Busting the Merchant of War

The Bush administration finally nails a notorious supplier to terrorists—after he spent 30 years hiding in plain sight

In 2002, E.J. Hogendoorn, a Washington, D.C.-based contract investigator who worked with Human Rights Watch and specialized in arms dealers, joined a UN team to investigate arms smuggling into Somalia. One of his main targets was Monzer al-Kassar.


By the time Hogendoorn began investigating Kassar, the arms dealer had become something of a legend. Born in Syria in 1945, Kassar speaks three languages and holds passports from at least five countries; his 1996 Interpol dossier lists aliases including Nesdet Karabag, Paul Dalzeil, and Terry Longley. His criminal history dates back to at least the early 1970s, when he was arrested for hashish trafficking in Holland and Great Britain. According to a 2002 Frontline documentary, Kassar hit the big time around 1977, when he began to establish links with both the Mafia and radical Palestinian terror groups. In 1985, a French court convicted him in absentia for operating a criminal terrorist organization and sentenced him to eight years in prison. But according to a paper written by Dutch arms-trafficking expert Antonius Tijhuis, Kassar was able to get the sentence nullified after brokering a deal to free French hostages in Lebanon.

By then, Kassar was dealing with Oliver North and the Iran-Contra enterprise; according to the report on the scandal by independent counsel Lawrence Walsh, Kassar sold North's operation $500,000 worth of Polish weapons destined for the Contras. At the same time, he allegedly provided weapons to Abu Abbas and the Palestine Liberation Front, which used them to hijack the Achille Lauro luxury ship and murder New Jersey resident Leon Klinghoffer. In 1992, Spanish authorities arrested Kassar in connection with the Achille Lauro incident, and Kassar was tried on charges of piracy and murder. But something strange kept happening to the witnesses: One fell out of a window to his death; Colombian drug dealers kidnapped the children of another witness; and a third witness refused to travel to Spain and testify. In 1995, Kassar was acquitted and returned home.

Kassar became so infamous, it was inevitable that his name would come up after each new terrorist incident somewhere in the world. Rumors linked him to the 1988 Lockerbie airline bombing, as well as the 1992 bombing of the Israeli embassy in Buenos Aires (the latter because of Kassar's decidedly shady relationship with the family of then-president Carlos Menem). But when E.J. Hogendoorn set out to investigate Kassar's Somalia smuggling operation, the story he uncovered didn't need embellishment. While reviewing media reports about Somalia, he ran across an odd Polish television broadcast about an export official facing charges of providing false documentation. The word "Somalia" got his attention.

"I ran across a reference to this case, which mentioned Monzer al-Kassar," Hogendoorn said. "Realizing that oftentimes journalists on deadline aren't able to publish everything, I followed up. Through UN channels, I was able to contact the Polish government, and they said I was welcome to talk to the prosecutor."

Hogendoorn flew to Gdansk, where he interviewed the prosecutor and members of the Polish intelligence agency. Just six months after the UN declared its embargo in January 1992, they told him, Kassar was already working to undermine it. Back in the 1980s, he had made friends with Jerzy Dembrowski, a Polish commercial attaché based in Beirut; now, his old friend was the director of the arms trading company Cenrex. They had already hit pay dirt with a scheme to bust the Bosnian arms embargo, in which they used documents claiming that the weapons were bound for the Democratic Republic of Yemen, then redirected them in the Mediterranean. This time, however, a port official realized that the Democratic Republic of Yemen no longer existed, since Yemen had been reunified after the Cold War.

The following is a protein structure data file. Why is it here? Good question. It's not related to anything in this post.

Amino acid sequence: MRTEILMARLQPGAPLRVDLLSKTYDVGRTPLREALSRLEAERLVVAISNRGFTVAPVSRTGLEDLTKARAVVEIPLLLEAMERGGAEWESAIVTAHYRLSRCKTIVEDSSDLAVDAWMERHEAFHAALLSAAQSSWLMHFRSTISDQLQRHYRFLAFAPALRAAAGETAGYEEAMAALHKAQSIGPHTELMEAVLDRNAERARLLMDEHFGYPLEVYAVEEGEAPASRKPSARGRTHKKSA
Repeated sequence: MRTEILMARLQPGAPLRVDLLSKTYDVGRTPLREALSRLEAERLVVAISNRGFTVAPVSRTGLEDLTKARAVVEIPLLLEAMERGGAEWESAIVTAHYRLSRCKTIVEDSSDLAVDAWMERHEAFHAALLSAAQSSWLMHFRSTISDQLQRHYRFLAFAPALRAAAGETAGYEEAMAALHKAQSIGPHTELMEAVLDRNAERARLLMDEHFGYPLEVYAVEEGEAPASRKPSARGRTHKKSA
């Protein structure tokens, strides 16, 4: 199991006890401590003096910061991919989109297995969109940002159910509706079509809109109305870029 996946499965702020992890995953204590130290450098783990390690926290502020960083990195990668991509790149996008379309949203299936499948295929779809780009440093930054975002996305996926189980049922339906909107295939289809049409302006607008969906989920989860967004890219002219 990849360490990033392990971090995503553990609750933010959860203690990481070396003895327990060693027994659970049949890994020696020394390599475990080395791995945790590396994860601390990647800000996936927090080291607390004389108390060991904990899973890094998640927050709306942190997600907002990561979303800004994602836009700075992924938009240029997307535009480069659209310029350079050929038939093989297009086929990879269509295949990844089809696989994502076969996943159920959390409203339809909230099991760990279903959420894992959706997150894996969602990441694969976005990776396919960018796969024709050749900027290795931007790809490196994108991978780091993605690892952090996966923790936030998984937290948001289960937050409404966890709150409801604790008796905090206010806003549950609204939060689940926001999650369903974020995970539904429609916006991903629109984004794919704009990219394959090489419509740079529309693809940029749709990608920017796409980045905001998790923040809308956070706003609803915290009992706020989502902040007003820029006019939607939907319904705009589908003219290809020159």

So Kassar and Dembrowski had to work up another plan. Fortunately, the new government of Latvia needed guns to supply its fledgling army, and the two men were only too happy to seize the opportunity. When the Polish government donated a large cache of arms to Latvia, Dembrowski cut a deal with Janis Dibrancs, the chief of procurement for the Latvian armed forces. Dibrancs signed a document that cleared the freighter M.V. Nadia, loaded with guns, to leave a Polish port en route to Liepaja, Latvia. Workers unloaded a small cache of weapons, but the vast majority—1,000 PPS submachine guns, 160 PRG-2 rocket launchers, 10,000 mortar bombs, and more than three million rounds of ammunition—stayed on the boat, which sailed to a spot off the coast of Somalia. A fishing vessel pulled up alongside, unloaded the munitions, and disappeared.

It was, in its way, a work of art. A bullet was manufactured in Poland, shipped to Latvia, rerouted to the Red Sea, and chambered into a clip in Mogadishu—and Kassar never came near it. He never even left Spain. "He never actually took possession of the weapons," says Hogendoorn, who chronicled the chain of events in a 2003 UN report. "He's just the middleman. He may be living in Spain, but the business he conducts is in another country. Often that's done deliberately, to avoid criminal liability. . . . These guys, they're effective because they know how to exploit the loopholes in the international system." One year later, American soldiers would be killed in a running battle with the Somali militia controlled by Farah Aideed. In his house in Marbella, Kassar keeps a photograph of himself holding hands with Farah Aideed's son Hassan.


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